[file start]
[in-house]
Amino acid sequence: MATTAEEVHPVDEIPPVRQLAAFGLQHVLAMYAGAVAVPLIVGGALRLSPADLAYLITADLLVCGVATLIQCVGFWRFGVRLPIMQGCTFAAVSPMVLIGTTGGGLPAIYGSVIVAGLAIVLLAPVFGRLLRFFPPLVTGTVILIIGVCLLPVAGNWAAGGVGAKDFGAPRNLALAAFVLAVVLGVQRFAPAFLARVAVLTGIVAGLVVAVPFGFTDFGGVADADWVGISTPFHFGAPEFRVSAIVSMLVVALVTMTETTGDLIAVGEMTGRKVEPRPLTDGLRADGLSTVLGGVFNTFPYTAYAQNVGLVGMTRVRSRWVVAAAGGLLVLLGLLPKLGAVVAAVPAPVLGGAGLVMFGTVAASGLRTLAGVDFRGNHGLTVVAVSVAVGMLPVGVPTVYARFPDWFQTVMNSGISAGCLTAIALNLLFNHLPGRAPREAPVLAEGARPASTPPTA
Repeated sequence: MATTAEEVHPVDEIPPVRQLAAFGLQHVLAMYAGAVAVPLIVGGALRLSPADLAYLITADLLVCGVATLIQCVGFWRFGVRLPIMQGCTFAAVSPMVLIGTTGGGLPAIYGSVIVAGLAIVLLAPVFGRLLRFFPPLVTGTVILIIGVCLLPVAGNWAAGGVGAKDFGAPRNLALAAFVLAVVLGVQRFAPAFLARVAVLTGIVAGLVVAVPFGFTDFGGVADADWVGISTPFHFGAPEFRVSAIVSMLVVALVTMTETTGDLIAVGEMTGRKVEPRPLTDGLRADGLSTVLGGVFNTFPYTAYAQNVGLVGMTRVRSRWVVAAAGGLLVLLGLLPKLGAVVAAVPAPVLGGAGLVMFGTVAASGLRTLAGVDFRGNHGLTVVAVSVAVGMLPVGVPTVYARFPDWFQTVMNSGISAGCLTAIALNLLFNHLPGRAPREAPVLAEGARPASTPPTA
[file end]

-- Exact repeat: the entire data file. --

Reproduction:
[in-house]
Amino acid sequence: MATTAEEVHPVDEIPPVRQLAAFGLQHVLAMYAGAVAVPLIVGGALRLSPADLAYLITADLLVCGVATLIQCVGFWRFGVRLPIMQGCTFAAVSPMVLIGTTGGGLPAIYGSVIVAGLAIVLLAPVFGRLLRFFPPLVTGTVILIIGVCLLPVAGNWAAGGVGAKDFGAPRNLALAAFVLAVVLGVQRFAPAFLARVAVLTGIVAGLVVAVPFGFTDFGGVADADWVGISTPFHFGAPEFRVSAIVSMLVVALVTMTETTGDLIAVGEMTGRKVEPRPLTDGLRADGLSTVLGGVFNTFPYTAYAQNVGLVGMTRVRSRWVVAAAGGLLVLLGLLPKLGAVVAAVPAPVLGGAGLVMFGTVAASGLRTLAGVDFRGNHGLTVVAVSVAVGMLPVGVPTVYARFPDWFQTVMNSGISAGCLTAIALNLLFNHLPGRAPREAPVLAEGARPASTPPTA
Repeated sequence: MATTAEEVHPVDEIPPVRQLAAFGLQHVLAMYAGAVAVPLIVGGALRLSPADLAYLITADLLVCGVATLIQCVGFWRFGVRLPIMQGCTFAAVSPMVLIGTTGGGLPAIYGSVIVAGLAIVLLAPVFGRLLRFFPPLVTGTVILIIGVCLLPVAGNWAAGGVGAKDFGAPRNLALAAFVLAVVLGVQRFAPAFLARVAVLTGIVAGLVVAVPFGFTDFGGVADADWVGISTPFHFGAPEFRVSAIVSMLVVALVTMTETTGDLIAVGEMTGRKVEPRPLTDGLRADGLSTVLGGVFNTFPYTAYAQNVGLVGMTRVRSRWVVAAAGGLLVLLGLLPKLGAVVAAVPAPVLGGAGLVMFGTVAASGLRTLAGVDFRGNHGLTVVAVSVAVGMLPVGVPTVYARFPDWFQTVMNSGISAGCLTAIALNLLFNHLPGRAPREAPVLAEGARPASTPPTA